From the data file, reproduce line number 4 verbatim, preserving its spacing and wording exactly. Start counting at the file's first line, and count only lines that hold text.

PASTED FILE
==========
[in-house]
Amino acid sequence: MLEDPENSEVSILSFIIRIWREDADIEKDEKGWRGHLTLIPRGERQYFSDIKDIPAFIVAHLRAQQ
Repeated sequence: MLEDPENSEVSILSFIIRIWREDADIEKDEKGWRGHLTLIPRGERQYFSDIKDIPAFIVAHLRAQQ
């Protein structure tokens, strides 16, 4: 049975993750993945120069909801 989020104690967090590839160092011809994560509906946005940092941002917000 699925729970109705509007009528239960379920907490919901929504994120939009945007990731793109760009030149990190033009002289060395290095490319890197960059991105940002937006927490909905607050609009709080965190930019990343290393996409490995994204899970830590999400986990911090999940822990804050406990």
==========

């Protein structure tokens, strides 16, 4: 049975993750993945120069909801 989020104690967090590839160092011809994560509906946005940092941002917000 699925729970109705509007009528239960379920907490919901929504994120939009945007990731793109760009030149990190033009002289060395290095490319890197960059991105940002937006927490909905607050609009709080965190930019990343290393996409490995994204899970830590999400986990911090999940822990804050406990």